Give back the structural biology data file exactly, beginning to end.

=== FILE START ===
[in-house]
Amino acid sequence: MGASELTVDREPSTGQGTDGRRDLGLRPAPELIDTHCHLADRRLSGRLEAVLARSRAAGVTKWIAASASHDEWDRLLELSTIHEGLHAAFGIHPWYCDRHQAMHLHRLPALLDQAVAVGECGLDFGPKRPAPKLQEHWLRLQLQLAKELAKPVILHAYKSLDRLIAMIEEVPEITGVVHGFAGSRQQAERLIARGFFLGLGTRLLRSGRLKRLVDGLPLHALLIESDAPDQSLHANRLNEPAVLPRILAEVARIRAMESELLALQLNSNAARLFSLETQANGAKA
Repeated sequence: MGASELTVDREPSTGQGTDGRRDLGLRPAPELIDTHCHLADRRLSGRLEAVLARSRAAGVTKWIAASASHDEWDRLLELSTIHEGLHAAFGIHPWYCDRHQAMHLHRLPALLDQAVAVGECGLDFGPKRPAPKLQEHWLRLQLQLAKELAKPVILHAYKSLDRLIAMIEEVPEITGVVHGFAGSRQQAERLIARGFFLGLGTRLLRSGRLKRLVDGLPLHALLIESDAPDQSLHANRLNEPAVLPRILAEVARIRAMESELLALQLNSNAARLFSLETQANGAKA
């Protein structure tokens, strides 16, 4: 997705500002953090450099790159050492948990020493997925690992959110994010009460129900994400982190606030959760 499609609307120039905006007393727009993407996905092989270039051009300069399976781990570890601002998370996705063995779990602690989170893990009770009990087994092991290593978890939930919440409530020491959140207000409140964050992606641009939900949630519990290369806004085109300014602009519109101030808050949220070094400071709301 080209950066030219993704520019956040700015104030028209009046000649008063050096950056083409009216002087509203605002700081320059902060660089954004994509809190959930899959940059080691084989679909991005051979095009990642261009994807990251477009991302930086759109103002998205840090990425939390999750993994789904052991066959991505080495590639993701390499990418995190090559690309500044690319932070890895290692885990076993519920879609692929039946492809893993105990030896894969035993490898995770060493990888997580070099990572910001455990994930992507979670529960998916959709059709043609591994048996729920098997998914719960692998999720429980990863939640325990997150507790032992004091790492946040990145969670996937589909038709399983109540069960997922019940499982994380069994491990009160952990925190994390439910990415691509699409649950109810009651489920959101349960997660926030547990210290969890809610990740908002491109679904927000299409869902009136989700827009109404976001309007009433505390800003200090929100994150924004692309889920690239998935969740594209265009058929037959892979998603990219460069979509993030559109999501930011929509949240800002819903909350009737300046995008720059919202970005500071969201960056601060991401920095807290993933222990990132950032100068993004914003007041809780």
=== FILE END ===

[in-house]
Amino acid sequence: MGASELTVDREPSTGQGTDGRRDLGLRPAPELIDTHCHLADRRLSGRLEAVLARSRAAGVTKWIAASASHDEWDRLLELSTIHEGLHAAFGIHPWYCDRHQAMHLHRLPALLDQAVAVGECGLDFGPKRPAPKLQEHWLRLQLQLAKELAKPVILHAYKSLDRLIAMIEEVPEITGVVHGFAGSRQQAERLIARGFFLGLGTRLLRSGRLKRLVDGLPLHALLIESDAPDQSLHANRLNEPAVLPRILAEVARIRAMESELLALQLNSNAARLFSLETQANGAKA
Repeated sequence: MGASELTVDREPSTGQGTDGRRDLGLRPAPELIDTHCHLADRRLSGRLEAVLARSRAAGVTKWIAASASHDEWDRLLELSTIHEGLHAAFGIHPWYCDRHQAMHLHRLPALLDQAVAVGECGLDFGPKRPAPKLQEHWLRLQLQLAKELAKPVILHAYKSLDRLIAMIEEVPEITGVVHGFAGSRQQAERLIARGFFLGLGTRLLRSGRLKRLVDGLPLHALLIESDAPDQSLHANRLNEPAVLPRILAEVARIRAMESELLALQLNSNAARLFSLETQANGAKA
């Protein structure tokens, strides 16, 4: 997705500002953090450099790159050492948990020493997925690992959110994010009460129900994400982190606030959760 499609609307120039905006007393727009993407996905092989270039051009300069399976781990570890601002998370996705063995779990602690989170893990009770009990087994092991290593978890939930919440409530020491959140207000409140964050992606641009939900949630519990290369806004085109300014602009519109101030808050949220070094400071709301 080209950066030219993704520019956040700015104030028209009046000649008063050096950056083409009216002087509203605002700081320059902060660089954004994509809190959930899959940059080691084989679909991005051979095009990642261009994807990251477009991302930086759109103002998205840090990425939390999750993994789904052991066959991505080495590639993701390499990418995190090559690309500044690319932070890895290692885990076993519920879609692929039946492809893993105990030896894969035993490898995770060493990888997580070099990572910001455990994930992507979670529960998916959709059709043609591994048996729920098997998914719960692998999720429980990863939640325990997150507790032992004091790492946040990145969670996937589909038709399983109540069960997922019940499982994380069994491990009160952990925190994390439910990415691509699409649950109810009651489920959101349960997660926030547990210290969890809610990740908002491109679904927000299409869902009136989700827009109404976001309007009433505390800003200090929100994150924004692309889920690239998935969740594209265009058929037959892979998603990219460069979509993030559109999501930011929509949240800002819903909350009737300046995008720059919202970005500071969201960056601060991401920095807290993933222990990132950032100068993004914003007041809780």